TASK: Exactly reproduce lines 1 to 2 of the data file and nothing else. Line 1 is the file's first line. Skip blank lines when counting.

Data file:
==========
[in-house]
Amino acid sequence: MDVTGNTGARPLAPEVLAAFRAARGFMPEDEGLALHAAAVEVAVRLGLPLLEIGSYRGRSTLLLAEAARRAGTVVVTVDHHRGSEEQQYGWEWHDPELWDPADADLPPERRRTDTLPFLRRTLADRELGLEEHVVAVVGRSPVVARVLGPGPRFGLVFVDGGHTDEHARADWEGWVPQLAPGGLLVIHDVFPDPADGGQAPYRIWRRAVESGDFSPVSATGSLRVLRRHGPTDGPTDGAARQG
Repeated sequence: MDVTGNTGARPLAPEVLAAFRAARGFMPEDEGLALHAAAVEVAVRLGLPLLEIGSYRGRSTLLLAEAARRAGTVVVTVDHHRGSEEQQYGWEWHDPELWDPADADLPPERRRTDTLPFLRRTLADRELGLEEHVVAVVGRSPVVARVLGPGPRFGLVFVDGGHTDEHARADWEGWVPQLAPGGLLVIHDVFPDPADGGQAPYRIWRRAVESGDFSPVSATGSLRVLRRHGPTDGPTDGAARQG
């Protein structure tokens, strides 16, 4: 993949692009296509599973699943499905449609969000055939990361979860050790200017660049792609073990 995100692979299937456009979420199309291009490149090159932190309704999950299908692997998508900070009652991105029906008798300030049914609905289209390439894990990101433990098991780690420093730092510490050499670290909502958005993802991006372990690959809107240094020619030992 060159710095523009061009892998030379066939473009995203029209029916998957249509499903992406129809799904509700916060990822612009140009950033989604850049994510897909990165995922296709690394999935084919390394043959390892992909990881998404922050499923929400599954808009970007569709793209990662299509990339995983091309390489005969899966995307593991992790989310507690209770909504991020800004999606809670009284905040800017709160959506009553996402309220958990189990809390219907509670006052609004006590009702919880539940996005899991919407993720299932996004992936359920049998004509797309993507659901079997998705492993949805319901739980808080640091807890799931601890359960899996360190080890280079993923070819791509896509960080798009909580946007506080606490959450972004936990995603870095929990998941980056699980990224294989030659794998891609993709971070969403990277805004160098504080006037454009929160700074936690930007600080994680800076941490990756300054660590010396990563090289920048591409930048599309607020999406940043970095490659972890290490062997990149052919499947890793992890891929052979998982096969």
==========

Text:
[in-house]
Amino acid sequence: MDVTGNTGARPLAPEVLAAFRAARGFMPEDEGLALHAAAVEVAVRLGLPLLEIGSYRGRSTLLLAEAARRAGTVVVTVDHHRGSEEQQYGWEWHDPELWDPADADLPPERRRTDTLPFLRRTLADRELGLEEHVVAVVGRSPVVARVLGPGPRFGLVFVDGGHTDEHARADWEGWVPQLAPGGLLVIHDVFPDPADGGQAPYRIWRRAVESGDFSPVSATGSLRVLRRHGPTDGPTDGAARQG